The Inner Life Of Martin Frost
5

  • Paul Auster
  • 2007

Paul Auster, the critically acclaimed American crime writer has often dabbled in the world of the screenplay. Back in 1996, he even won a handful of awards for his debut effort Smoke. The Inner Life Of Martin Frost, his latest effort, sees a return to the genre after nearly a decade away. The film started life as a potential short back in 1999, with Willem Dafoe and Kate Valk pencilled in as the leads, but after reconsideration, Auster walked away from the project. He resurrected the piece, but not as a screenplay but rather as prose, at the end of his 2002 novel The Book of Illusions. Deciding on a break from novel writing, Auster finally decided to revisit the screenplay and got backing to produce it as a feature, with eventual filming taking place in 2007.

The Inner Life Of Martin Frost sees further exploration by Auster of common themes. Martin Frost (a lacklustre David Thewlis) is an obsessive writer seeking a quiet break at a friend’s house in the country after completing his third novel. However, he can’t escape the desire to write a short story. He wakes up in the morning to find Claire (a slightly wooden Irene Jacob) in bed next to him. The over-riding narrative detracts from the action as we learn 40 minutes in that Claire is in fact created by his writing and dies on completion of his novel. The problem being that by this point, the obsessive use of voice over and slow, pointless observational imagery, the viewer is not really bothered.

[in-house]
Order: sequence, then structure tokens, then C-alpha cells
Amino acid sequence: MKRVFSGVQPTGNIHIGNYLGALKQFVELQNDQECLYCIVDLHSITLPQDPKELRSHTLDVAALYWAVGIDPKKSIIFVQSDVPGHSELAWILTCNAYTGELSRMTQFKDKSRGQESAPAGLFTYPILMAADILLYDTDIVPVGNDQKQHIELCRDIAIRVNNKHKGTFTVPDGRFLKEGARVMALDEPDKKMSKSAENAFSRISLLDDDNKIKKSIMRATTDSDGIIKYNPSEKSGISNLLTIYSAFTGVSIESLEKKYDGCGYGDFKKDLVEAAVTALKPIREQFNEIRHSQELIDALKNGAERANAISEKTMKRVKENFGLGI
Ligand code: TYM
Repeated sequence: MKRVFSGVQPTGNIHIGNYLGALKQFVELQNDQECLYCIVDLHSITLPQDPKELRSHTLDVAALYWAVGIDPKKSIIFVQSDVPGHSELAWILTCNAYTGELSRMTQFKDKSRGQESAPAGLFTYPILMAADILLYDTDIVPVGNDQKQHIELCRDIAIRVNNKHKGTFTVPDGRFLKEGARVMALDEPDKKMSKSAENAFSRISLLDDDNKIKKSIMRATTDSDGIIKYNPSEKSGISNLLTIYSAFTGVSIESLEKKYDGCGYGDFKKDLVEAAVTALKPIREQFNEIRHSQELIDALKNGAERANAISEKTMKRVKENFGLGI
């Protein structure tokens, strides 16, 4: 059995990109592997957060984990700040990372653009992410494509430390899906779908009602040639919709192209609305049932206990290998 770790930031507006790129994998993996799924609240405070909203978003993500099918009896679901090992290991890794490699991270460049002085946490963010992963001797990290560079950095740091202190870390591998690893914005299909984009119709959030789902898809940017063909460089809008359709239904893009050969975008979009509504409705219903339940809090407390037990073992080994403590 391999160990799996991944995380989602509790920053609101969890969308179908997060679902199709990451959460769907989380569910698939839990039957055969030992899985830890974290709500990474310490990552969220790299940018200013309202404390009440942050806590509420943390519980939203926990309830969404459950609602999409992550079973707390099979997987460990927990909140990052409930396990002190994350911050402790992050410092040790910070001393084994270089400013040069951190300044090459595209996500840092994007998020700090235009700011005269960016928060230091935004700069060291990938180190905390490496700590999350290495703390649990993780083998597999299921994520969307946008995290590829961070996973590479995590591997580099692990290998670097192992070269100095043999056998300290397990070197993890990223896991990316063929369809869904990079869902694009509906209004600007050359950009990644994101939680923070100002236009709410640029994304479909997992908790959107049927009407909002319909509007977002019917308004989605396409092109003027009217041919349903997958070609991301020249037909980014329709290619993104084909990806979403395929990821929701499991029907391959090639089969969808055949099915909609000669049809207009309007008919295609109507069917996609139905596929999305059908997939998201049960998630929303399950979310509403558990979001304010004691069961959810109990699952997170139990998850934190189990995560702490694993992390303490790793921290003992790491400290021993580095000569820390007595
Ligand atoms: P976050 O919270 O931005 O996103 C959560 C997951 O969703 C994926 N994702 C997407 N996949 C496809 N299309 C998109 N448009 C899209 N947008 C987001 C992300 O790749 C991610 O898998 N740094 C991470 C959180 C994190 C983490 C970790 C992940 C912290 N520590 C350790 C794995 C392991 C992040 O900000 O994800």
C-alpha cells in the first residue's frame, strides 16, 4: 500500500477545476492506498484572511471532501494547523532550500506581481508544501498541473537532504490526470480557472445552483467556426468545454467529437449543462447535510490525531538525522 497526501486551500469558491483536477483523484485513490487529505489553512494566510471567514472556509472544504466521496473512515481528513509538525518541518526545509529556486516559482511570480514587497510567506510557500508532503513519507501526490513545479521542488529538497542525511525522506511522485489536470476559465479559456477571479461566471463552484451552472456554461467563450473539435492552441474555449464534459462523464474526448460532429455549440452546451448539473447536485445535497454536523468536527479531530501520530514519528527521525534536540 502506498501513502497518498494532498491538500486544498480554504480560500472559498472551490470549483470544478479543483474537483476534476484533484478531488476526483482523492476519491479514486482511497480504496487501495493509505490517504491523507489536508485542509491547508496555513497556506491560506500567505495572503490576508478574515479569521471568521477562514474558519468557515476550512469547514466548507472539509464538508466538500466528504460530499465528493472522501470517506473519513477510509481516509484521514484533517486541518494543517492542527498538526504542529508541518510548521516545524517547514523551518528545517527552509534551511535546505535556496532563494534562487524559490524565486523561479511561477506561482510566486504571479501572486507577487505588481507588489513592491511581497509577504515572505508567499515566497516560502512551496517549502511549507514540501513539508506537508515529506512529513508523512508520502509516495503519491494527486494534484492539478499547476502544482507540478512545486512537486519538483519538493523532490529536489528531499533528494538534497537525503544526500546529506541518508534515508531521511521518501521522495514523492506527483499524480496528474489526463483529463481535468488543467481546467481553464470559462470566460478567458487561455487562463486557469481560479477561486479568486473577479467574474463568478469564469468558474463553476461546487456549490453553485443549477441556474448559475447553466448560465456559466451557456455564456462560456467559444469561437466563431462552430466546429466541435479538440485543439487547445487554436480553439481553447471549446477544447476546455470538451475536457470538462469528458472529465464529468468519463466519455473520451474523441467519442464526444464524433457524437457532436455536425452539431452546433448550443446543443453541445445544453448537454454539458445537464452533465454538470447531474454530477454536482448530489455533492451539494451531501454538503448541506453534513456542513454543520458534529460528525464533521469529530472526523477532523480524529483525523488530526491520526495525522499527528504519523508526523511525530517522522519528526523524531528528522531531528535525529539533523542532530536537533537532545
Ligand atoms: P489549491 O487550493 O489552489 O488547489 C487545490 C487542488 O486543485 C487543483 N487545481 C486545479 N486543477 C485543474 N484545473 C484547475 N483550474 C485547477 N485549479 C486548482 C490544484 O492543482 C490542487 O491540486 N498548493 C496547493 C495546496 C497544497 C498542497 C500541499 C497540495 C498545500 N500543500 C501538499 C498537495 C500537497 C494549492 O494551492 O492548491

A short has been stretched unnecessarily to fill a feature.

There are two saving graces for the film, Sophie Auster (Paul Auster’s daughter) makes a brief but compelling appearance as Anna James. Like Claire, she is an artists muse, just that her artist doesn’t realise it. The artist in question is Jim Fortunato (Michael Imperioli), an over-confident aspiring writer, who makes his living as a plumber. A talentless wonder whose ambitions will never be realised. Imperioli adds light into an otherwise dull film and when he’s on screen time no longer stands still.

The Inner Life Of Martin Frost fails in enticing the audience’s interest in the lead characters. Auster has struggled to create chemistry between the usually compelling Thewlis and Jacob. His dependence upon needless imagery and dull voice overs heighten a distinct lack of interesting plot. Add to the mix a predictable ending, the film leaves little to shout about. In many respects, Inner Life Of Martin Frost feels like a short has been stretched unnecessarily to fill a feature.

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